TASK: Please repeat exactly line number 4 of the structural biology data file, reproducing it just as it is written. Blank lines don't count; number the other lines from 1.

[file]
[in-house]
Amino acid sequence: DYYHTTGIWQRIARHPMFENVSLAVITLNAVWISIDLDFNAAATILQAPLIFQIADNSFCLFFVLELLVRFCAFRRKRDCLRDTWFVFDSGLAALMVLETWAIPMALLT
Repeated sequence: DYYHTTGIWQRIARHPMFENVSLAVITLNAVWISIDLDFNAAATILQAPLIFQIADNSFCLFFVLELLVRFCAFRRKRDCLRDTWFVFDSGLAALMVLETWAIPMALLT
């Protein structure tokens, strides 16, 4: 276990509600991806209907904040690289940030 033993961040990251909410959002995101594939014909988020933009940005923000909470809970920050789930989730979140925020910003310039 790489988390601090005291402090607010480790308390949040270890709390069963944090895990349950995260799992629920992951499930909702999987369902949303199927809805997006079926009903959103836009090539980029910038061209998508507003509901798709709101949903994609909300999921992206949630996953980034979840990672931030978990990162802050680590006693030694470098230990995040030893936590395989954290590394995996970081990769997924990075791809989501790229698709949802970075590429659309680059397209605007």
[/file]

């Protein structure tokens, strides 16, 4: 276990509600991806209907904040690289940030 033993961040990251909410959002995101594939014909988020933009940005923000909470809970920050789930989730979140925020910003310039 790489988390601090005291402090607010480790308390949040270890709390069963944090895990349950995260799992629920992951499930909702999987369902949303199927809805997006079926009903959103836009090539980029910038061209998508507003509901798709709101949903994609909300999921992206949630996953980034979840990672931030978990990162802050680590006693030694470098230990995040030893936590395989954290590394995996970081990769997924990075791809989501790229698709949802970075590429659309680059397209605007």